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House of Denmark
Sweyn Forkbeard The Founder of the Dynasty.
Country Kingdom of England, Kingdom of Denmark
Titles
Founder Sweyn Forkbeard
Final ruler Harthacnut
Founding year 1013
Dissolution 1042
Ethnicity Danish English
Cadet branches House of Estridsen

The House of Denmark refers to the Danish kings of England, who ruled England from 1013 to 1014 and 1016 to 1042.

In 1013 Sweyn Forkbeard, already the king of Denmark and of Norway, overthrew King Æthelred the Unready of the House of Wessex. Sweyn had first invaded England in 1003 to avenge the death of his sister Gunhilde and many other Danes in the St. Brice's Day massacre, which had been ordered by Ethelred in 1002.

Sweyn died in 1014 and Æthelred was restored. However in 1015 Sweyn's son, Canute the Great, invaded England. After Æthelred died in April 1016, his son Edmund Ironside briefly became king, but was forced to surrender half of England to Canute. After Edmund died in November that same year, Canute became king of all England.

Although Canute was already married to Ælfgifu of Northampton, he married Æthelred's widow, Emma of Normandy. He ruled until his death in 1035. After his death another of Ethelred's sons, Alfred Aetheling, tried to retake the English throne, but he was betrayed and captured by Godwin, Earl of Wessex, who supported Canute's son, Harold Harefoot. Alfred was blinded, and died soon after.

Harold ruled until 1040, although his mother Ælfgifu may have ruled during part of his reign.[1] Harold initially shared England with his half brother Harthacanute, the son of Canute and Emma. Harold ruled in Mercia and Northumbria, and Harthacanute ruled in Wessex. However Harthacanute was also king of Denmark (as Canute III), and spent most of his time there, so that Harold was effectively sole ruler of England.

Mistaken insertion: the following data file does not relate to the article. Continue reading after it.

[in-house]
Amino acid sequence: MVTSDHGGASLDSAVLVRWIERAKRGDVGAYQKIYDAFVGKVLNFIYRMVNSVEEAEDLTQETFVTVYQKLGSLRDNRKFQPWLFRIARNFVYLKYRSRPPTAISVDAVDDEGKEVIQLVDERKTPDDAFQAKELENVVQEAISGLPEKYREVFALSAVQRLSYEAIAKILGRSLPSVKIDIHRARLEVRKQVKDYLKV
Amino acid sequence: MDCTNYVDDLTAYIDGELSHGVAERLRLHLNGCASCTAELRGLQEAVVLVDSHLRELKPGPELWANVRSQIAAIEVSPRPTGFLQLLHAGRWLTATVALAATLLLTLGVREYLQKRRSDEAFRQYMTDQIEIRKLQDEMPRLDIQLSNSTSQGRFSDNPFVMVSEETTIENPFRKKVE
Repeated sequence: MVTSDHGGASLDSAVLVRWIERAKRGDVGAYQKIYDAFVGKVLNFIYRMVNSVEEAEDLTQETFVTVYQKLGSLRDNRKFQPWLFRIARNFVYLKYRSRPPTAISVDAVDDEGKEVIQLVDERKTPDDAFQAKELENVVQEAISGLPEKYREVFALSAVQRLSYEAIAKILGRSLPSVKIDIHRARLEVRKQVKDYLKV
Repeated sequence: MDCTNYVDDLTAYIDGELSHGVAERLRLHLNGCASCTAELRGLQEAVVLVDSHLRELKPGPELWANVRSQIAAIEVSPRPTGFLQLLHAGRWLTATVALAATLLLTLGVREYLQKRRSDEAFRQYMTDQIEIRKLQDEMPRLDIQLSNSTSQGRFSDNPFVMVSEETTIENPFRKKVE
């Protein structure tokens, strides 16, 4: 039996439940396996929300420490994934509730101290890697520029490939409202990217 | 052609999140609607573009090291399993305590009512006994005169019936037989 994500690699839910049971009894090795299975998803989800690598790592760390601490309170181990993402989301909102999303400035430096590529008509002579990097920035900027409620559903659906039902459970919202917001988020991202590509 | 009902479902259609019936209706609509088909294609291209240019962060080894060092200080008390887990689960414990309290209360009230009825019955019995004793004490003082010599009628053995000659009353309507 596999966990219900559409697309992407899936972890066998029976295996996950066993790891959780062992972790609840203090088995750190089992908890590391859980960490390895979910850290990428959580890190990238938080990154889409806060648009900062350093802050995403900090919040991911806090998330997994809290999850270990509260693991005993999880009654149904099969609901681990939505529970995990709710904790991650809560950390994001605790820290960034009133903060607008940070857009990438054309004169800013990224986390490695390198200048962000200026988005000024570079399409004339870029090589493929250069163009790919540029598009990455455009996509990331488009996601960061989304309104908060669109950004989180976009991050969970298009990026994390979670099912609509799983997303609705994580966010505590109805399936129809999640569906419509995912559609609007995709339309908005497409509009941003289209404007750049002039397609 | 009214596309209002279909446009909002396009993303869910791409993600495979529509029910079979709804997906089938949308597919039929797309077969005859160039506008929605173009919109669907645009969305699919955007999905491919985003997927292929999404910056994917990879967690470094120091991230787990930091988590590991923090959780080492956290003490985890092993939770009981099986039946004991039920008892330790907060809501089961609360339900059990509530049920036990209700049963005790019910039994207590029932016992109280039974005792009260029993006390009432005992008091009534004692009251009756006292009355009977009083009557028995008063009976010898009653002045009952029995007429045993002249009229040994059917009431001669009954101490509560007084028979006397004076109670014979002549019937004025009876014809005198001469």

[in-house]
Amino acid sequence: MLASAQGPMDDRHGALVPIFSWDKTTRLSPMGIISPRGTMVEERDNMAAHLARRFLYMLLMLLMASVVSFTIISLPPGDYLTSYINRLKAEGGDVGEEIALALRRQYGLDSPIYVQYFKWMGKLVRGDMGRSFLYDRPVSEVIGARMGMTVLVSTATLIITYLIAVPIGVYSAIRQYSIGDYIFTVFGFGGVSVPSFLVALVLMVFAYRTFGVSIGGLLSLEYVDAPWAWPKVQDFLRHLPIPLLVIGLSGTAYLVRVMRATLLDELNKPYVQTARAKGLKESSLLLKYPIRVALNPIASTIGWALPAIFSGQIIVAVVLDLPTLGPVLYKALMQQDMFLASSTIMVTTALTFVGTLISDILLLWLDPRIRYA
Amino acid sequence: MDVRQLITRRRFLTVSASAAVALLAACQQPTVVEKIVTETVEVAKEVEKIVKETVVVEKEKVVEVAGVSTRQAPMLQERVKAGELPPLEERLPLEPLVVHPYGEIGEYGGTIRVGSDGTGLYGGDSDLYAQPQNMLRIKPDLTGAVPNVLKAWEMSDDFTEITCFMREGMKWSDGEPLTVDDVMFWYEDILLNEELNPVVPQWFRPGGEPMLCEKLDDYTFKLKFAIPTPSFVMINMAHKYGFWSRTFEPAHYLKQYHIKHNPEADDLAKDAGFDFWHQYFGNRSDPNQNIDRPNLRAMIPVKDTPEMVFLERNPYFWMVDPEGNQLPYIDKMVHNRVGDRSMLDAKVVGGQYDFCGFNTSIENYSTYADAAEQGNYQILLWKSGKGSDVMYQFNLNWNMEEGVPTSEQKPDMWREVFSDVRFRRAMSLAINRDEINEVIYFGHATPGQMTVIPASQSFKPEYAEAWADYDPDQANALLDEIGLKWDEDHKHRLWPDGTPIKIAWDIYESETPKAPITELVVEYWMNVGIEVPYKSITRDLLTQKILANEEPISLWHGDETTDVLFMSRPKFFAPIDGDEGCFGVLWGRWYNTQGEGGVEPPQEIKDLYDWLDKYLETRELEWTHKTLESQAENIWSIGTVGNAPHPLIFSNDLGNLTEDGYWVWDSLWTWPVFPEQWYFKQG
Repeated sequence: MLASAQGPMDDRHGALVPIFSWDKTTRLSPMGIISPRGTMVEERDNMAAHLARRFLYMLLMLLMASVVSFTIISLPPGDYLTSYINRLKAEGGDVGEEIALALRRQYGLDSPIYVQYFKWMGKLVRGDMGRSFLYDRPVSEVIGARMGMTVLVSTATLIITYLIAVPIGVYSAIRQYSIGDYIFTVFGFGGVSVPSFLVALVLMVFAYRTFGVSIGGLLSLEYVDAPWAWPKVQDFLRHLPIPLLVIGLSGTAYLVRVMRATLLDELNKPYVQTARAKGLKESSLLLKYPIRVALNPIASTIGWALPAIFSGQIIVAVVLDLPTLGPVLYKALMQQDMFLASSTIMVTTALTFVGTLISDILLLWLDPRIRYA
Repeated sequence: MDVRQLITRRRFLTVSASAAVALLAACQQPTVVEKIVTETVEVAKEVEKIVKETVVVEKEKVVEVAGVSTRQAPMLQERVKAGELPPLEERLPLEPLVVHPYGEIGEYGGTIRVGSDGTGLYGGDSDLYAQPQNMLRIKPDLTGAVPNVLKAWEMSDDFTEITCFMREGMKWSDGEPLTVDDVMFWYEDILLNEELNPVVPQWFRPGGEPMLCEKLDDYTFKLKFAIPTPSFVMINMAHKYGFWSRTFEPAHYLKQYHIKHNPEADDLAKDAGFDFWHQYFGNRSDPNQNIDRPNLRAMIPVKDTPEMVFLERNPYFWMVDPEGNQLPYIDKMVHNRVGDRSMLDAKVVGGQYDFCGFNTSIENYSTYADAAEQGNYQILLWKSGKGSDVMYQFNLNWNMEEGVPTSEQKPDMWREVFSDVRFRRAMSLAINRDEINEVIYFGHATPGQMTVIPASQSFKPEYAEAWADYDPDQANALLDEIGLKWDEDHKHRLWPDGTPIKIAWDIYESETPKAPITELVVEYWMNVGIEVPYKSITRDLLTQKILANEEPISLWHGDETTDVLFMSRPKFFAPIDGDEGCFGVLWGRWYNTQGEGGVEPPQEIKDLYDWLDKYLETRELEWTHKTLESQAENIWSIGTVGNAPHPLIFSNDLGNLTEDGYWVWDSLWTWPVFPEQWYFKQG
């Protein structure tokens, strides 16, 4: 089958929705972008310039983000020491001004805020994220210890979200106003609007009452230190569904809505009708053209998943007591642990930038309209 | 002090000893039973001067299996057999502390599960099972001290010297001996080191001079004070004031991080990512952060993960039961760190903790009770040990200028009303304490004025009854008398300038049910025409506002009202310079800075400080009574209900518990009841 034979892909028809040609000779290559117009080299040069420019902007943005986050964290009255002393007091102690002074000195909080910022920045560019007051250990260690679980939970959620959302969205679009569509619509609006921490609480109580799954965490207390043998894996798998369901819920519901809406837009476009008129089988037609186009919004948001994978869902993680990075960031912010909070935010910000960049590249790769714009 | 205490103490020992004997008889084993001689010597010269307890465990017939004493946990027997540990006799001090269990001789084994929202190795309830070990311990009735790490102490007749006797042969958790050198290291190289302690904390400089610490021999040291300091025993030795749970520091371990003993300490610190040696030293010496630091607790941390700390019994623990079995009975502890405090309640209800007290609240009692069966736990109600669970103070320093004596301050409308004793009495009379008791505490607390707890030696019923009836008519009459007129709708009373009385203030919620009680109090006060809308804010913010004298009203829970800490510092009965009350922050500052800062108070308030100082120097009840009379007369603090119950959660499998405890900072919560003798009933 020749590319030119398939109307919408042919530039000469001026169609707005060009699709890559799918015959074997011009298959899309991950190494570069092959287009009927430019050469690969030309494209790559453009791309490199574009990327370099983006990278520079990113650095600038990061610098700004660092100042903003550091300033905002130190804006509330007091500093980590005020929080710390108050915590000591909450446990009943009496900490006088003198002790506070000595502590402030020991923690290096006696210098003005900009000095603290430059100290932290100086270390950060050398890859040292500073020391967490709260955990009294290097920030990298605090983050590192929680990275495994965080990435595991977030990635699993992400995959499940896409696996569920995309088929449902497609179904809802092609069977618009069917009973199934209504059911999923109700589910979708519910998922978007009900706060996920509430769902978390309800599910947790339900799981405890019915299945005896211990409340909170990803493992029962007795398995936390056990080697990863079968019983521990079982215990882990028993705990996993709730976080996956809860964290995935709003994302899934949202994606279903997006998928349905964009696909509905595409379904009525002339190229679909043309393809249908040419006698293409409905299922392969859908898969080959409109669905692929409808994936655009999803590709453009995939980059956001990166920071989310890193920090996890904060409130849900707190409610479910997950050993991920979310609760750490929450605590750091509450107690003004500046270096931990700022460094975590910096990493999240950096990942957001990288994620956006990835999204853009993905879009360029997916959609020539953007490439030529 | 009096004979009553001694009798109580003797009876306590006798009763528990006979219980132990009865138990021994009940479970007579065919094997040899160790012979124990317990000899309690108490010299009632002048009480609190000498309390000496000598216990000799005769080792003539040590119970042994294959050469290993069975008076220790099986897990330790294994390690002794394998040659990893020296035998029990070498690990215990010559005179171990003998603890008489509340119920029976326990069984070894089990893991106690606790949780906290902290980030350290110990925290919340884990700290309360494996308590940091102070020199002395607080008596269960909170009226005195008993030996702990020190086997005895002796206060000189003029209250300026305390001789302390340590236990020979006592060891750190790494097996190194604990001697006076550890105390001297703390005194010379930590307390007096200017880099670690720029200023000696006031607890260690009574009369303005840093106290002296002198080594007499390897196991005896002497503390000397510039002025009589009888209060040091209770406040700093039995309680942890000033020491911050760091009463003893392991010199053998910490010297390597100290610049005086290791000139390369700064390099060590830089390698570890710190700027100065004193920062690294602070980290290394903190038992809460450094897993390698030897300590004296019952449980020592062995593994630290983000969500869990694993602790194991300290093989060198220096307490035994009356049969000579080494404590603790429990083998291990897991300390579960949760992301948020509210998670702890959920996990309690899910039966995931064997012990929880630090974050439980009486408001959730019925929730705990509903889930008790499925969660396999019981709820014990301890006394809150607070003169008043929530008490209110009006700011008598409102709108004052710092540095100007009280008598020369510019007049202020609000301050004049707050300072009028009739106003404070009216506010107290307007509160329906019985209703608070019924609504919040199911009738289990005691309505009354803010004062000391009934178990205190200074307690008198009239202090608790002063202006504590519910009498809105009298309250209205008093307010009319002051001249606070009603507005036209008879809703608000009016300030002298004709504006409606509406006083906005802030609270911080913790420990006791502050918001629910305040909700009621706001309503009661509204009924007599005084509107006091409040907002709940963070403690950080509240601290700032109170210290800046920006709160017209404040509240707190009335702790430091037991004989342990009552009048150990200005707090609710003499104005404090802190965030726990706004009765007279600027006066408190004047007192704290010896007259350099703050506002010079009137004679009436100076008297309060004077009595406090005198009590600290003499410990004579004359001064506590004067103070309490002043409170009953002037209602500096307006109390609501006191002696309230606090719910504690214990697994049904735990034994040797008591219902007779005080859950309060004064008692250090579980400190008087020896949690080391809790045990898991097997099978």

Harthacanute succeeded Harold as king of England (he is sometimes also known as Canute II). He died two years later, and his half-brother Edward the Confessor became king. Edward was the son of Æthelred and Emma, and so with his succession to the throne the House of Wessex was restored.

Contents

England after the House of Denmark

Edward the Confessor ruled until 1066. His brother in law, Harold Godwinson — the son of Alfred's betrayer — became king, provoking the Norman conquest of England in the same year. Harold II was the last Anglo-Saxon king to rule over England.

In 1085–86 King Canute IV of Denmark planned one last Danish invasion of England, but he was assassinated by Danish rebels before he could carry it out. This was the last time the Vikings attempted to attack Western Europe, and Canute's death is regarded as the end of the Viking Age.

List of Danish kings of England

  • Sweyn Forkbeard, 1013–14 (also king of Denmark 986/7–1014 and Norway 999–1014)
  • Canute, 1016–1035 (also king of Denmark 1018–35 and Norway 1028–35)
  • Harold Harefoot, 1035–40
  • Harthacanute, 1040–42 (also king of Denmark 1035–1042)

Queens consort of England

See also

References

  • Sweyn on the official website of the British Monarchy
  • Canute on the official website of the British Monarchy
  • Harold on the official website of the British Monarchy
  • Harthacanute on the official website of the British Monarchy
  1. ^ Frank Stenton, Anglo-Saxon England, Oxford University Press: Oxford, 1971, p. 421.
House of Denmark
Preceded by
House of Wessex
Ruling house of England
1013–14
Succeeded by
House of Wessex
Ruling house of England
1016–42
House of Knytlinga
Preceded by
House of Olaf
Ruling house of Denmark
ca 900–1042
Succeeded by
House of Bjelbo
Preceded by
Fairhair dynasty
Ruling house of Norway
985–95
Succeeded by
Vestfold dynasty1
Preceded by
House of Hlaðir
Ruling house of Norway
1028–35
Notes and references
1. It is disputed whether the Vestfold dynasty is a cadet branch of the Fairhair dynasty; see Fairhair dynasty for more details.
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